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Clinical and Research News
NARSAD Gala Honors Groundbreaking Researchers
Psychiatric News
Volume 37 Number 23 page 43-43
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At an awards ceremony in New York City in October, NARSAD recognized (from left) Paul Grof, M.D., for bipolar disorder research; Judith Rapoport, M.D., for child psychiatry studies; Francine Benes, M.D., Ph.D., for schizophrenia investigations; and Ronald Duman, Ph.D., for research on neurobiological effects of stress and antidepressant medications.

The dinner raised more than $1.3 million for research in schizophrenia, affective disorders, and other psychiatric illnesses. Undoubtedly a substantial part of this money will be used for novel research or for studies undertaken by young investigators, as has been the case in the past (see page 46). But the dinner also honored four well-established psychiatric scientists for their outstanding research contributions.

The scientists were Francine Benes, M.D., Ph.D., a professor of psychiatry at Harvard University Medical School; Paul Grof, M.D., Ph.D., a professor of psychiatry at the University of Ottawa; Ronald Duman, Ph.D., a professor of psychiatry and pharmacology at Yale University Medical School; and Judith Rapoport, M.D., chief of the Child Psychiatry Branch at the National Institute of Mental Health.

Benes received NARSAD’s 2002 Lieber Prize for Schizophrenia Research for her studies of neuronal miswiring in the brains of schizophrenia patients. The Lieber award selection committee noted that her research "helped to spawn a new era of neuropathology focused on specific circuits and neuroscience-based hypotheses of structural deficits in the brains of patients with schizophrenia."

Benes has also undertaken studies of the onset of schizophrenia. In 1996, for instance, she and her colleagues demonstrated that during late adolescence and early adulthood neurons using dopamine appear to increase their interactions with neurons that use GABA in the limbic area of the brain. She postulated that this change might trigger the start of schizophrenia in persons susceptible to the illness.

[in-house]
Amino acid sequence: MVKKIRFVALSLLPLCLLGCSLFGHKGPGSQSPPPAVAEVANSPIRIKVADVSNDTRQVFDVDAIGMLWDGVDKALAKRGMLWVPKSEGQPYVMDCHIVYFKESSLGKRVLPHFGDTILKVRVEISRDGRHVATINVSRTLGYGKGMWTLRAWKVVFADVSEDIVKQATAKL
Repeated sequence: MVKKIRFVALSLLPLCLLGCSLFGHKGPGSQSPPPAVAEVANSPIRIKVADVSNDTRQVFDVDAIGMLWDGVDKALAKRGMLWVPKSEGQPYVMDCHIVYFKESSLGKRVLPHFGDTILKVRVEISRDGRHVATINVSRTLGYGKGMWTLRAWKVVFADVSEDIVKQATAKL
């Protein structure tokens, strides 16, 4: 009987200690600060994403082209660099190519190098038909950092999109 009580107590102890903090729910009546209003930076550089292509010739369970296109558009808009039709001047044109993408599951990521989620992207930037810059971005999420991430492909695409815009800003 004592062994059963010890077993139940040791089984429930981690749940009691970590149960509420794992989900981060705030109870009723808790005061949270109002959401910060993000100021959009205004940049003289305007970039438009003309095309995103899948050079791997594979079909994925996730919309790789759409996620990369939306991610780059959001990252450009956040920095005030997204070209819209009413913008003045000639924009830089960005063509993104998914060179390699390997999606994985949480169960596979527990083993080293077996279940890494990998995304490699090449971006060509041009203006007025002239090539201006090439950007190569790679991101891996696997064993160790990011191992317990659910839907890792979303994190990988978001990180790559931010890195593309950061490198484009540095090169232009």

Both Grof and Duman received NARSAD’s 2002 Nola Maddox Falcone Prize for Affective Disorders Research. Grof received the award for his contributions to the understanding and treatment of bipolar disorder. He has conducted pioneering studies revealing the unpredictable recurrent course of bipolar illness and the unique and complete response to lithium carbonate in a subgroup of patients. Duman got the award for helping define the neurobiological mechanisms involved in the effects of stress and antidepressant medications. For example, he and his colleagues showed that chronic antidepressant treatment blocks or reverses cell loss causes by stress—loss that is believed to contribute to depression.

Rapoport received NARSAD’s Ruane Prize for Outstanding Research in Child and Adolescent Psychiatry. According to the Ruane award selection committee, Rapoport’s research "emerged during an era when it was almost inconceivable to think of children as having a psychiatric disorder. She pioneered the use of medication to help children with attention-deficit disorder, obsessive-compulsive disorder, and, most recently, with schizophrenia." For instance, she was the first to investigate atypical antipsychotic medication in children with schizophrenia.

NARSAD also presented two public service awards at the dinner. One went to Sylvia Nasar, author of the bestselling book A Beautiful Mind, which is the story of a brilliant mathematician who developed schizophrenia. The other award was bestowed on the team that made the Oscar-winning film based on the book. ▪

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At an awards ceremony in New York City in October, NARSAD recognized (from left) Paul Grof, M.D., for bipolar disorder research; Judith Rapoport, M.D., for child psychiatry studies; Francine Benes, M.D., Ph.D., for schizophrenia investigations; and Ronald Duman, Ph.D., for research on neurobiological effects of stress and antidepressant medications.

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